In the course of a year a few things come up that require only a brief mention and occasionally an addendum to a previous column seems appropriate. As usual I try to address them in my year-end article.
A good friend, and prominent actuary, offered comments on one of my recent columns on health care (“Not Every Haystack Has A Needle”). He pointed out that I did not address one of the major areas of cost shift and one that will become increasingly important as the baby boomers become eligible for Medicare. Specifically he referred to the gap that exists between “billed charges” and what Medicare allows or pays.
To use an example from my own file–Medicare was billed $1,159.22 for a service provided for my wife. Medicare approved $418.85, paid $335.08, and my supplement paid the remaining $83.77. Who paid the $740.37 that was disallowed?
Obviously, if this represented a legitimate request for reimbursement by the provider, those funds must come back to the provider one way or another. The path most often taken is by shifting such costs to insured patients, thereby causing insurance premiums to rise. No wonder premiums for health insurance are high, and as the percentage of the population that is eligible for Medicare rises, the increases will become even more difficult to bear for the generation following the boomers. This will be difficult to solve–but the issue must be addressed.
On another note, a syndicated financial columnist recently wrote that as the financial markets continue to be in turmoil, investors are retreating to Treasury bills and bonds as a secure investment haven. Treasury bills and bonds are an IOU from the U.S. government. They are not backed by a mortgage or any piece of government property or any other security device. The bills and bonds are backed solely by the full faith of the U.S. government and as such are considered the ultimate in safety.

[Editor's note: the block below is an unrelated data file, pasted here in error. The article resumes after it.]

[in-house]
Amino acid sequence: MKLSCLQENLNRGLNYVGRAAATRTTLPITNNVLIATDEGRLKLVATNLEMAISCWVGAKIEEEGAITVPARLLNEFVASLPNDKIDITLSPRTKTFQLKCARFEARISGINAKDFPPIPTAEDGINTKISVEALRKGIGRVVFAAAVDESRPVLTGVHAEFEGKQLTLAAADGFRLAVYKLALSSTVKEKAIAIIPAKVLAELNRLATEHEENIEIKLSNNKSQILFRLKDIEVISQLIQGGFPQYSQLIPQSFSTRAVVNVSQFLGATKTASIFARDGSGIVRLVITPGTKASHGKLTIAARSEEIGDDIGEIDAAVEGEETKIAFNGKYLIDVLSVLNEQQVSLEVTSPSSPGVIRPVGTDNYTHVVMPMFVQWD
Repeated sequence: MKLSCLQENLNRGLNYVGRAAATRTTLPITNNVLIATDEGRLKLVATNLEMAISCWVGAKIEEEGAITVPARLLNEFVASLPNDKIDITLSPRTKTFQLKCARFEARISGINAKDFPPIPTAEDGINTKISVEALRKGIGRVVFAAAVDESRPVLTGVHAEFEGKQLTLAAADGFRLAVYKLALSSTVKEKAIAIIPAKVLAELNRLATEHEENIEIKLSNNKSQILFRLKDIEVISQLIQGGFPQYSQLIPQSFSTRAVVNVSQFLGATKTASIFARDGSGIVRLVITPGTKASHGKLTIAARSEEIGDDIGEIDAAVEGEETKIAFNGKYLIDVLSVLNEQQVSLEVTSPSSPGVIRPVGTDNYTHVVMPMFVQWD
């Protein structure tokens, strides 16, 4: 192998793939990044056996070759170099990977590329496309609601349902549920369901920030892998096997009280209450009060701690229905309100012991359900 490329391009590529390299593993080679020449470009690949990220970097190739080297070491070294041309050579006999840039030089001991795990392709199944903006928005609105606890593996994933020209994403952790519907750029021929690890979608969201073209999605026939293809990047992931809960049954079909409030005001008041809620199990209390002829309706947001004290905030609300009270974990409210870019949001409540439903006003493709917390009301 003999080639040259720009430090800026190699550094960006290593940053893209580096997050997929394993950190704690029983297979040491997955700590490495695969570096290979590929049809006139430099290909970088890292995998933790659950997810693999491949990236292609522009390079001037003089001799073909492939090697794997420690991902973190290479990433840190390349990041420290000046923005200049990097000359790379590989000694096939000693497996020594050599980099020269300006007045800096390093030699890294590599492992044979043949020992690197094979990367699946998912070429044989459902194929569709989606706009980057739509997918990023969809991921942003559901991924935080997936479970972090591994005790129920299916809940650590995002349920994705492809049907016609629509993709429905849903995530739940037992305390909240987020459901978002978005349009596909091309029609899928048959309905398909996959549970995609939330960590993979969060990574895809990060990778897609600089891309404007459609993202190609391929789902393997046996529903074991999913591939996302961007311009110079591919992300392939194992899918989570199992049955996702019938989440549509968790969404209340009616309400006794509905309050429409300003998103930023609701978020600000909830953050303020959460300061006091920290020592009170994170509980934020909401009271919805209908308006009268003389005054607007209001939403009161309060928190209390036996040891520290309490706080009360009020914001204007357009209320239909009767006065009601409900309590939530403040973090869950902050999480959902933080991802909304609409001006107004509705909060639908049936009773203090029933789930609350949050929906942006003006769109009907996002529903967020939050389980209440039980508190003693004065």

It is, I believe, interesting to note that other government IOU’s with exactly the same guarantee are not afforded the same level of prestige. Specifically I am referring to the Social Security trust funds which are invested in government IOU’s. Such funds have exactly the same backing as Treasury bills and bonds and yet some people still refer to the IOU’s owned by the trust funds as worthless pieces of paper. If that were true then the same might be said of the Treasurys, so prized as a “safe haven.” Nonsense! I still have faith in our government despite the problems we continue to encounter.
One other point on this subject. Critics rightly point out that ultimately our own income taxes will provide the funds to redeem the IOU’s owed to the trust funds. But that is also true of marketable Treasury bills and bonds as they become due, and in this case not all the claimants are U.S. taxpayers. The IOU’s owned by the Social Security trust funds are not marketable so the debt is always internal rather than external. None of the foregoing makes allowances for what the proceeds of any of the government IOU’s are used for. That is a matter of fiscal policy and a much broader subject for discussion.